applications. Last month, the British Parliament sanctioned limited
cloning for just such medical applications but not for creating a
On Thursday, the Biotechnology Industry Organization declared its
opposition to Antinori and Zavos' proposal in a letter to President
Bush and called for continuing a voluntary moratorium on such cloning.
"We view this specific cloning technology as unsafe," said
the letter, signed by Carl Feldbaum, president of the organization.
On purely practical grounds, scientists say the risks are high for
miscarriages and medical problems in the children who would be created.
Dolly was the sole survivor of more than 200 attempts to clone an
adult sheep in Scotland, and scientists don't know exactly what went
wrong in the failures.
The success rate has improved dramatically, said Prof. Alan Hunter,
an expert in animal reproduction who is associate dean of the College
of Agriculture, Food and Environmental Sciences at the University
of Minnesota in St. Paul. Even so, important questions about the
process remain unanswered, Hunter said. A clone might contain all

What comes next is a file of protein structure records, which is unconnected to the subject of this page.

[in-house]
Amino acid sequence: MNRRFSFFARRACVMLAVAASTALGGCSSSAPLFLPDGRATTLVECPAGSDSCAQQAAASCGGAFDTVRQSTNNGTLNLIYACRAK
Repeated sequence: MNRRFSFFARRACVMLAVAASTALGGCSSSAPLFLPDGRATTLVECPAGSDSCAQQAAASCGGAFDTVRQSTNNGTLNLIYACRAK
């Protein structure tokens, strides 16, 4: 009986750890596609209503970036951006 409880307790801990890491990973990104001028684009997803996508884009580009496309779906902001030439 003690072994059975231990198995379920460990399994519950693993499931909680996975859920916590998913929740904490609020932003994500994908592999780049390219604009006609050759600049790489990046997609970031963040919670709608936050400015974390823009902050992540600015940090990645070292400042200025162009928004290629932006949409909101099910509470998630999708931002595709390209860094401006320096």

of the DNA of one parent, but other factors go into making babies
the natural way, he said, and some of them aren't well understood.
For example, each person normally inherits a sex chromosome from
each parent - an X from the mother and an X or Y from the father.
A pair of X's makes a girl and an X and a Y a boy. When researchers
attempted to produce female embryos with both X's derived from a
female, they've run into "all types of difficulties," Hunter
said. Apparently, the father's sperm brings something more than genes
to the mating process, but nobody knows exactly what it is. "I'm
willing to gamble with mice, rats, cattle and monkeys because I'm
going to learn something," Hunter said. "But I want answers
to all of the questions that I know are to be asked before I do something
that involves humans. . . . Human life is sacred." Another practical
obstacle is obtaining the eggs that would be needed for human cloning,
said David Ball, who is laboratory director for Reproductive Medicine
and Infertility Associates in St. Paul and also works with in-vitro
fertilization programs in Kansas, Pennsylvania and Illinois.